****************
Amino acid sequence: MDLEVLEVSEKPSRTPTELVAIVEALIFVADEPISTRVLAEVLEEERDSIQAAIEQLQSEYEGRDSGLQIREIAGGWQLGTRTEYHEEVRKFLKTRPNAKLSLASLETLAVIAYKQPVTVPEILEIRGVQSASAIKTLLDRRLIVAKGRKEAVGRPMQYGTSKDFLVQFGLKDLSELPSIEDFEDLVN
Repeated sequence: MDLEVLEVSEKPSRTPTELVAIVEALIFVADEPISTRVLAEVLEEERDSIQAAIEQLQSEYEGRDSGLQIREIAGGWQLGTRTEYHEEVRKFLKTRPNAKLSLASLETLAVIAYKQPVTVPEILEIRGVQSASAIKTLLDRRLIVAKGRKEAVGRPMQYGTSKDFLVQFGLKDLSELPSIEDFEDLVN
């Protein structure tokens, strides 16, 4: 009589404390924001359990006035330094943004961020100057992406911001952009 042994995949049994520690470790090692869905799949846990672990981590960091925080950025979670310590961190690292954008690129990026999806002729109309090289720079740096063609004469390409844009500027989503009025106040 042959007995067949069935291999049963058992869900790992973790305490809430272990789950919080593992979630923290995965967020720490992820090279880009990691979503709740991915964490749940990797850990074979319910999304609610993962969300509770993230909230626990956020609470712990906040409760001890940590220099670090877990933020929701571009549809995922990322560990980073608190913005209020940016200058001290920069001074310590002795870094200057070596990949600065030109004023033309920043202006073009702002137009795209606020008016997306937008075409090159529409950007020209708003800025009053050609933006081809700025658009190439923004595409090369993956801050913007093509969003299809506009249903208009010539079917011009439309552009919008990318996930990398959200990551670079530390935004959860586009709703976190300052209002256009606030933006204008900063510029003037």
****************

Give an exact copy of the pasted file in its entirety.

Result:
Amino acid sequence: MDLEVLEVSEKPSRTPTELVAIVEALIFVADEPISTRVLAEVLEEERDSIQAAIEQLQSEYEGRDSGLQIREIAGGWQLGTRTEYHEEVRKFLKTRPNAKLSLASLETLAVIAYKQPVTVPEILEIRGVQSASAIKTLLDRRLIVAKGRKEAVGRPMQYGTSKDFLVQFGLKDLSELPSIEDFEDLVN
Repeated sequence: MDLEVLEVSEKPSRTPTELVAIVEALIFVADEPISTRVLAEVLEEERDSIQAAIEQLQSEYEGRDSGLQIREIAGGWQLGTRTEYHEEVRKFLKTRPNAKLSLASLETLAVIAYKQPVTVPEILEIRGVQSASAIKTLLDRRLIVAKGRKEAVGRPMQYGTSKDFLVQFGLKDLSELPSIEDFEDLVN
């Protein structure tokens, strides 16, 4: 009589404390924001359990006035330094943004961020100057992406911001952009 042994995949049994520690470790090692869905799949846990672990981590960091925080950025979670310590961190690292954008690129990026999806002729109309090289720079740096063609004469390409844009500027989503009025106040 042959007995067949069935291999049963058992869900790992973790305490809430272990789950919080593992979630923290995965967020720490992820090279880009990691979503709740991915964490749940990797850990074979319910999304609610993962969300509770993230909230626990956020609470712990906040409760001890940590220099670090877990933020929701571009549809995922990322560990980073608190913005209020940016200058001290920069001074310590002795870094200057070596990949600065030109004023033309920043202006073009702002137009795209606020008016997306937008075409090159529409950007020209708003800025009053050609933006081809700025658009190439923004595409090369993956801050913007093509969003299809506009249903208009010539079917011009439309552009919008990318996930990398959200990551670079530390935004959860586009709703976190300052209002256009606030933006204008900063510029003037």